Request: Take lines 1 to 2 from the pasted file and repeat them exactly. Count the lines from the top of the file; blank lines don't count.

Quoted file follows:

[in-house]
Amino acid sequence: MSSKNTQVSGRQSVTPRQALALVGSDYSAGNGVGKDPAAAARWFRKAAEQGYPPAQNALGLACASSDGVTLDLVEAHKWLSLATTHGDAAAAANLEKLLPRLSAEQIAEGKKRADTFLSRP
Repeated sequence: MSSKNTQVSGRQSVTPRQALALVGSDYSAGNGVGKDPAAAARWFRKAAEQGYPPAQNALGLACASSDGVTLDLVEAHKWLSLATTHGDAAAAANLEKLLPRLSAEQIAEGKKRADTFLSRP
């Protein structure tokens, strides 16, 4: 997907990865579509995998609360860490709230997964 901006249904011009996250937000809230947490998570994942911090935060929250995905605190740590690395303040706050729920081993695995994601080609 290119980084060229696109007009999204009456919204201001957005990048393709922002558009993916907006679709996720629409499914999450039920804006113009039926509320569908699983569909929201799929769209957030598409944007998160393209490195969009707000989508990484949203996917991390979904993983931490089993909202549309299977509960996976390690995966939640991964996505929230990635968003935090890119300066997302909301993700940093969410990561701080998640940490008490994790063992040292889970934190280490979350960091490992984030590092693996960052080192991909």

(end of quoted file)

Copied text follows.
[in-house]
Amino acid sequence: MSSKNTQVSGRQSVTPRQALALVGSDYSAGNGVGKDPAAAARWFRKAAEQGYPPAQNALGLACASSDGVTLDLVEAHKWLSLATTHGDAAAAANLEKLLPRLSAEQIAEGKKRADTFLSRP